Law school says it didn't inform Gorsuch of complaint

Former student writes letter

Gorsuch testifies on Capitol Hill

WASHINGTON (CNN) - The University of Colorado Law School did not inform Supreme Court nominee Neil Gorsuch of a complaint filed against him last year for his conduct in a class he teaches, the law school dean said Monday.

Allegations surfaced over the weekend that Gorsuch suggested in a law class last year that women unethically use companies for maternity benefits, leading to a student to share her concerns with the law school. But the school apparently did not relay the complaint to Gorsuch.

"In late April and May 2016, law school administrators met with the student to address her concerns and told her the matter would be raised with Judge Gorsuch after grades were submitted for the spring semester," Dean S. James Anaya said in a statement. "At the end of June, the law school had a transition of deans and, regrettably, preceding that change, no member of the law school administration spoke to Judge Gorsuch about the student's concern. We apologize to the student who expressed the concern and to Judge Gorsuch for not bringing this matter to his attention last summer."

The school will not publicly discuss details of student complaints, but media reports have made it aware of the issue, Anaya wrote.

Jennifer Sisk, a former student in Gorsuch's ethics class at the law school, wrote a letter to the Senate Judiciary Committee detailing her concerns about a discussion in his course last April.

The letter, first reported by NPR, was posted Sunday by the National Employment Lawyers Association and the National Women's Law Center.

In the letter, Sisk writes that Gorsuch asked for students' opinions about a hypothetical scenario in which a woman applied for a job at a large law firm to pay off her student debt and planned to start a family with her husband in the near future.

"He asked the class to raise their hands if they knew of a female who had used a company to get maternity benefits and then left right after having a baby. Judge Gorsuch specifically targeted females and maternity leave. This question was not about parents or men shifting priorities after having children. It was solely focused on women using their companies," she writes.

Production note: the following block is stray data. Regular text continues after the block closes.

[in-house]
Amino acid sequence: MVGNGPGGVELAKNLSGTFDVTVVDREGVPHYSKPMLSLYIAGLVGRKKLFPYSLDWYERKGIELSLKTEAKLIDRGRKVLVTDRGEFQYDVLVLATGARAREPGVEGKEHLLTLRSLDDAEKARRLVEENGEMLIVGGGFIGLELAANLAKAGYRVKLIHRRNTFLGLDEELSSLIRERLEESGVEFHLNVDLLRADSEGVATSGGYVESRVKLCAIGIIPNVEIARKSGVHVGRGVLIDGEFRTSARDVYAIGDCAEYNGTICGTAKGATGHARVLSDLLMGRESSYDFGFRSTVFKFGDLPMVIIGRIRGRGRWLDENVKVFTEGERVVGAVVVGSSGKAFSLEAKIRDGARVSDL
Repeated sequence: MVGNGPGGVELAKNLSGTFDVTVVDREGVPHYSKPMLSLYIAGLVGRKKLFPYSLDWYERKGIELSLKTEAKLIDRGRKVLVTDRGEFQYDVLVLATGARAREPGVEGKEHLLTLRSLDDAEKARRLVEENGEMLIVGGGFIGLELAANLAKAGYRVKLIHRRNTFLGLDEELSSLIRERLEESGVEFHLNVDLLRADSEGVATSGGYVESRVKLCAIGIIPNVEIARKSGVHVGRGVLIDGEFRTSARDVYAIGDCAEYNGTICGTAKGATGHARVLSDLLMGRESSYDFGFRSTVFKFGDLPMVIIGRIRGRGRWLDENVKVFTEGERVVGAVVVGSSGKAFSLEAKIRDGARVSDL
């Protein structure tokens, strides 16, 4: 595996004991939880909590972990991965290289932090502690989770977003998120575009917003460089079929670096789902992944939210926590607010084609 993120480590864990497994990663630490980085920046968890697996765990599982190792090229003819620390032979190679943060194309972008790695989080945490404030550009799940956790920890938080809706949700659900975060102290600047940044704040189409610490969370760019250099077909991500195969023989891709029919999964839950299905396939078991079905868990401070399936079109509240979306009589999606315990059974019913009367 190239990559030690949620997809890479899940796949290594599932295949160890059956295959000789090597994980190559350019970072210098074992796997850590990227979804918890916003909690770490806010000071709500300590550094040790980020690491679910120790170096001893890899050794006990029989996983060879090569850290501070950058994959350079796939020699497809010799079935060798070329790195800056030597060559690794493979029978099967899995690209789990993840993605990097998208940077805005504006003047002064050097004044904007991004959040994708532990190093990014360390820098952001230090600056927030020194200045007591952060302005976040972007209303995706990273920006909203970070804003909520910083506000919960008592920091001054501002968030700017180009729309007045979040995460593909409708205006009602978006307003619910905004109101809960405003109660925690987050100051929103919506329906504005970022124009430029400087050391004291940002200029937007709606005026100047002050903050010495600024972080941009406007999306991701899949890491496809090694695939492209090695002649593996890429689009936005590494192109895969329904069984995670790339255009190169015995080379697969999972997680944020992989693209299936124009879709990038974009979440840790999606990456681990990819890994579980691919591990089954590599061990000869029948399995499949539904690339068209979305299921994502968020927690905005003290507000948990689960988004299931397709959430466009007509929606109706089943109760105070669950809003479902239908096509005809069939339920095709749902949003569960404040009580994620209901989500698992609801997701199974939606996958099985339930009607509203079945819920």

Sisk writes that one point Gorsuch "became more animated saying 'C'mon guys.' He then announced that all our hands should be raised because 'many' women use their companies for maternity benefits and then leave the company after the baby is born."

She claims that Gorsuch told the class that "companies must ask females about their family and pregnancy plans to protect the company."

Sisk writes that she was "distressed by the tenor of his comments" and made her concerns known to the law school's administration.

Sisk, a registered Democrat who once worked for former Democratic Sen. Mark Udall of Colorado, confirmed to CNN that she authored the letter.

Supporters swiftly pushed back. Responding early Monday morning, those working to push through his nomination issued a statement saying the allegations "are completely and unequivocally false."

They said legal ethics courses often involve discussing difficult topics and argued that just because a professor engages his students in such conversations, it doesn't necessarily mean the professor espouses a viewpoint raised in the hypothetical scenario. This particular conversation, supporters said, comes up every year in his course, and he hasn't previously been accused of adopting any particular views.

Will Hauptman, also a former ethics student of Gorsuch and classmate of Sisk's, released a statement that was pushed out by his supporters, calling Sisk's comments "not truthful."

"Although the judge did discuss some of the topics that Jennifer mentions in her post, he did not do so in the manner that Jennifer describes," he said in a statement.

"Judge Gorsuch frequently asked us to consider the various challenges we would face as new attorneys," he said. "Among the challenges the judge asked us to think about were balancing our desire to perform public service with our need to pay off student loan debt, and the tension between building (and maintaining) a career in a time-intensive profession and starting a family and raising children -- especially for women."

Hauptman added that the conversations in their class "were always respectful and cordial."

Another former student, Catherine Holtgrewe, said she "never heard Judge Gorsuch ever speak disrespectfully to or about anyone."

"As a former student, I am a witness to the respect that he showed towards his female students and fellow professors at Colorado Law," she said in a statement. "The supposed remarks he made in his 2016 Legal Ethics class are completely out of character, and I find very hard to believe are accurately relayed."

Tuesday morning, Baker Arena, a male self-described "liberal feminist Democrat," said Gorsuch was presenting the matter hypothetically.

Supporters also pointed to his class evaluation, in which they said he received a 6.0 score, the highest possible score, for "instructor respect and professional treatment."

Last week, nearly 100 former students sent a letter in support of Gorsuch's nomination to the Judiciary Committee.

This story has been updated.


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